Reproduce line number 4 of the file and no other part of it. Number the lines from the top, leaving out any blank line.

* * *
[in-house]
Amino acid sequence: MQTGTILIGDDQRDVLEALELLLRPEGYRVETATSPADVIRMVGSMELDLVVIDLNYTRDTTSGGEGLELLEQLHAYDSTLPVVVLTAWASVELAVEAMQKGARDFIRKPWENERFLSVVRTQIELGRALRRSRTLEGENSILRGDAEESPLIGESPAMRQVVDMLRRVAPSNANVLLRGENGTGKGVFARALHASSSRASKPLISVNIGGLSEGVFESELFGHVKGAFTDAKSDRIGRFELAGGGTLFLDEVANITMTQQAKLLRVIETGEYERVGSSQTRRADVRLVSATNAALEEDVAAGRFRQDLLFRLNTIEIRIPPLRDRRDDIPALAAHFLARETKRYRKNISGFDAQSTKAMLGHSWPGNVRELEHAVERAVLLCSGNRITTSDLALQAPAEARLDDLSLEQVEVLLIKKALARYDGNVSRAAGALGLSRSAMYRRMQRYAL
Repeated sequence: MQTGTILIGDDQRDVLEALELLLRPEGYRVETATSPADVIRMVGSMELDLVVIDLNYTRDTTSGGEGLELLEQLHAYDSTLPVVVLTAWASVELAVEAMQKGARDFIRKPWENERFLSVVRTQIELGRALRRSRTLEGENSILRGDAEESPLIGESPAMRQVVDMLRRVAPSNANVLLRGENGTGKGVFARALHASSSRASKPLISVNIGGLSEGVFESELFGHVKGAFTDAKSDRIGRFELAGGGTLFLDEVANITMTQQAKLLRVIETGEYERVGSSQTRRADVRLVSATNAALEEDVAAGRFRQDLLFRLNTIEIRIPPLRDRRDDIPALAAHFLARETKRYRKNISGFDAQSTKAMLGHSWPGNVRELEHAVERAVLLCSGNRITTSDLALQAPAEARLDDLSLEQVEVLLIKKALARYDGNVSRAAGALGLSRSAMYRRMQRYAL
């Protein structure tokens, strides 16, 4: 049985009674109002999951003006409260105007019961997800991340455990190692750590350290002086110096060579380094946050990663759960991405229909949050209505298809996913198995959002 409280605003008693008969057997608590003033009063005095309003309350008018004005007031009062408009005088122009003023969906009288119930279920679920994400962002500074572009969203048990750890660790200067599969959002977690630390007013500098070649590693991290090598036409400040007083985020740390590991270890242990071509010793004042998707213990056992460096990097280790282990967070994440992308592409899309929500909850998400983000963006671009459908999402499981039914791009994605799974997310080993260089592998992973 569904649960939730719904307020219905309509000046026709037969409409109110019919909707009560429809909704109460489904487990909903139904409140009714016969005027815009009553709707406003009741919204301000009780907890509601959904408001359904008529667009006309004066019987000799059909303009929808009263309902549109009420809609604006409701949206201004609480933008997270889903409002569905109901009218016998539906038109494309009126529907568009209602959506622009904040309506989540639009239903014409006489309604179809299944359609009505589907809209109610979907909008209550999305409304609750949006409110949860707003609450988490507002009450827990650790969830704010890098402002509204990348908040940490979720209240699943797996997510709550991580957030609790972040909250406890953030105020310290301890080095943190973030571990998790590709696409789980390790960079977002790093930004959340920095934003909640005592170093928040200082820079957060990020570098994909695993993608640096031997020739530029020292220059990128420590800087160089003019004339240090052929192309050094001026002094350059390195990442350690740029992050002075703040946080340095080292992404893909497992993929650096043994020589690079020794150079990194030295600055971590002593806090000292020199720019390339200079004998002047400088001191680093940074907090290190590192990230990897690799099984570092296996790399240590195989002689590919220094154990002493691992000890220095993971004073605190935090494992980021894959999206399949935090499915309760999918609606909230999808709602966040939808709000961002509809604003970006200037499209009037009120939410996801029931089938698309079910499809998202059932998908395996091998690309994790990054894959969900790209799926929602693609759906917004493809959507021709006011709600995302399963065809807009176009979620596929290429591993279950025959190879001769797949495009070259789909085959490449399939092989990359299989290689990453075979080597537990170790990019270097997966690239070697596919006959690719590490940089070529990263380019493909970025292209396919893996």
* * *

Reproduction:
């Protein structure tokens, strides 16, 4: 049985009674109002999951003006409260105007019961997800991340455990190692750590350290002086110096060579380094946050990663759960991405229909949050209505298809996913198995959002 409280605003008693008969057997608590003033009063005095309003309350008018004005007031009062408009005088122009003023969906009288119930279920679920994400962002500074572009969203048990750890660790200067599969959002977690630390007013500098070649590693991290090598036409400040007083985020740390590991270890242990071509010793004042998707213990056992460096990097280790282990967070994440992308592409899309929500909850998400983000963006671009459908999402499981039914791009994605799974997310080993260089592998992973 569904649960939730719904307020219905309509000046026709037969409409109110019919909707009560429809909704109460489904487990909903139904409140009714016969005027815009009553709707406003009741919204301000009780907890509601959904408001359904008529667009006309004066019987000799059909303009929808009263309902549109009420809609604006409701949206201004609480933008997270889903409002569905109901009218016998539906038109494309009126529907568009209602959506622009904040309506989540639009239903014409006489309604179809299944359609009505589907809209109610979907909008209550999305409304609750949006409110949860707003609450988490507002009450827990650790969830704010890098402002509204990348908040940490979720209240699943797996997510709550991580957030609790972040909250406890953030105020310290301890080095943190973030571990998790590709696409789980390790960079977002790093930004959340920095934003909640005592170093928040200082820079957060990020570098994909695993993608640096031997020739530029020292220059990128420590800087160089003019004339240090052929192309050094001026002094350059390195990442350690740029992050002075703040946080340095080292992404893909497992993929650096043994020589690079020794150079990194030295600055971590002593806090000292020199720019390339200079004998002047400088001191680093940074907090290190590192990230990897690799099984570092296996790399240590195989002689590919220094154990002493691992000890220095993971004073605190935090494992980021894959999206399949935090499915309760999918609606909230999808709602966040939808709000961002509809604003970006200037499209009037009120939410996801029931089938698309079910499809998202059932998908395996091998690309994790990054894959969900790209799926929602693609759906917004493809959507021709006011709600995302399963065809807009176009979620596929290429591993279950025959190879001769797949495009070259789909085959490449399939092989990359299989290689990453075979080597537990170790990019270097997966690239070697596919006959690719590490940089070529990263380019493909970025292209396919893996």